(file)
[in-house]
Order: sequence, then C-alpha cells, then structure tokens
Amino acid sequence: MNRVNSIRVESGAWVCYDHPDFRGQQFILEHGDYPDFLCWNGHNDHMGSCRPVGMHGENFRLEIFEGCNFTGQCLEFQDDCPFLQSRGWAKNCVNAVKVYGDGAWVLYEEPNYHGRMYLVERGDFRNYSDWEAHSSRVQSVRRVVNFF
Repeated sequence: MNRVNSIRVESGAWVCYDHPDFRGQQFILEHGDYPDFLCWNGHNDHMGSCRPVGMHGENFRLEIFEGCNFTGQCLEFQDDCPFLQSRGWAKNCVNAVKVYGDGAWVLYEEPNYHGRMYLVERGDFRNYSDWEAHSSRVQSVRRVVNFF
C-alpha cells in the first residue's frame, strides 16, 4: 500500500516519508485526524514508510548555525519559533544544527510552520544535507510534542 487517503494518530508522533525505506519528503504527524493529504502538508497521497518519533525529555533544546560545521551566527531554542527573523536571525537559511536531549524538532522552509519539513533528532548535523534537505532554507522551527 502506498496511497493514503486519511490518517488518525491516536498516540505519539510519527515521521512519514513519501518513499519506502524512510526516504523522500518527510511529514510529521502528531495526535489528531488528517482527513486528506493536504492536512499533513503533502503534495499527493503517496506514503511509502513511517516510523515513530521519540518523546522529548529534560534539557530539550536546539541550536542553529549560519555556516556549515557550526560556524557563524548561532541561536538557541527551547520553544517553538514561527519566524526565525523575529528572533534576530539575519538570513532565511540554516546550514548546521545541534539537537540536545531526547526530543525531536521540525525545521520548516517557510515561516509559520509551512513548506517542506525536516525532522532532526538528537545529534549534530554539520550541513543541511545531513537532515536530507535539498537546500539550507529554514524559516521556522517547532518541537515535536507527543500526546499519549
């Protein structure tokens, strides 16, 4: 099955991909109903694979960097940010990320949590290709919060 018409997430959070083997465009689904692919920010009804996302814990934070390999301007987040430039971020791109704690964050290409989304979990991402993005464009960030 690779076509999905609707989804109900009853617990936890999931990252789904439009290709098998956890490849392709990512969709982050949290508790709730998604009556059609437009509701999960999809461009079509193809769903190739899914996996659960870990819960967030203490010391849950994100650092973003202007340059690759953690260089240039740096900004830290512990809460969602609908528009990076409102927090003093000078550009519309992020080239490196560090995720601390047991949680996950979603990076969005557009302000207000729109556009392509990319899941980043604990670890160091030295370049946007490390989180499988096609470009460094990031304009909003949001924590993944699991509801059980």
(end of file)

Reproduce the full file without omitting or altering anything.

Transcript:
[in-house]
Order: sequence, then C-alpha cells, then structure tokens
Amino acid sequence: MNRVNSIRVESGAWVCYDHPDFRGQQFILEHGDYPDFLCWNGHNDHMGSCRPVGMHGENFRLEIFEGCNFTGQCLEFQDDCPFLQSRGWAKNCVNAVKVYGDGAWVLYEEPNYHGRMYLVERGDFRNYSDWEAHSSRVQSVRRVVNFF
Repeated sequence: MNRVNSIRVESGAWVCYDHPDFRGQQFILEHGDYPDFLCWNGHNDHMGSCRPVGMHGENFRLEIFEGCNFTGQCLEFQDDCPFLQSRGWAKNCVNAVKVYGDGAWVLYEEPNYHGRMYLVERGDFRNYSDWEAHSSRVQSVRRVVNFF
C-alpha cells in the first residue's frame, strides 16, 4: 500500500516519508485526524514508510548555525519559533544544527510552520544535507510534542 487517503494518530508522533525505506519528503504527524493529504502538508497521497518519533525529555533544546560545521551566527531554542527573523536571525537559511536531549524538532522552509519539513533528532548535523534537505532554507522551527 502506498496511497493514503486519511490518517488518525491516536498516540505519539510519527515521521512519514513519501518513499519506502524512510526516504523522500518527510511529514510529521502528531495526535489528531488528517482527513486528506493536504492536512499533513503533502503534495499527493503517496506514503511509502513511517516510523515513530521519540518523546522529548529534560534539557530539550536546539541550536542553529549560519555556516556549515557550526560556524557563524548561532541561536538557541527551547520553544517553538514561527519566524526565525523575529528572533534576530539575519538570513532565511540554516546550514548546521545541534539537537540536545531526547526530543525531536521540525525545521520548516517557510515561516509559520509551512513548506517542506525536516525532522532532526538528537545529534549534530554539520550541513543541511545531513537532515536530507535539498537546500539550507529554514524559516521556522517547532518541537515535536507527543500526546499519549
């Protein structure tokens, strides 16, 4: 099955991909109903694979960097940010990320949590290709919060 018409997430959070083997465009689904692919920010009804996302814990934070390999301007987040430039971020791109704690964050290409989304979990991402993005464009960030 690779076509999905609707989804109900009853617990936890999931990252789904439009290709098998956890490849392709990512969709982050949290508790709730998604009556059609437009509701999960999809461009079509193809769903190739899914996996659960870990819960967030203490010391849950994100650092973003202007340059690759953690260089240039740096900004830290512990809460969602609908528009990076409102927090003093000078550009519309992020080239490196560090995720601390047991949680996950979603990076969005557009302000207000729109556009392509990319899941980043604990670890160091030295370049946007490390989180499988096609470009460094990031304009909003949001924590993944699991509801059980």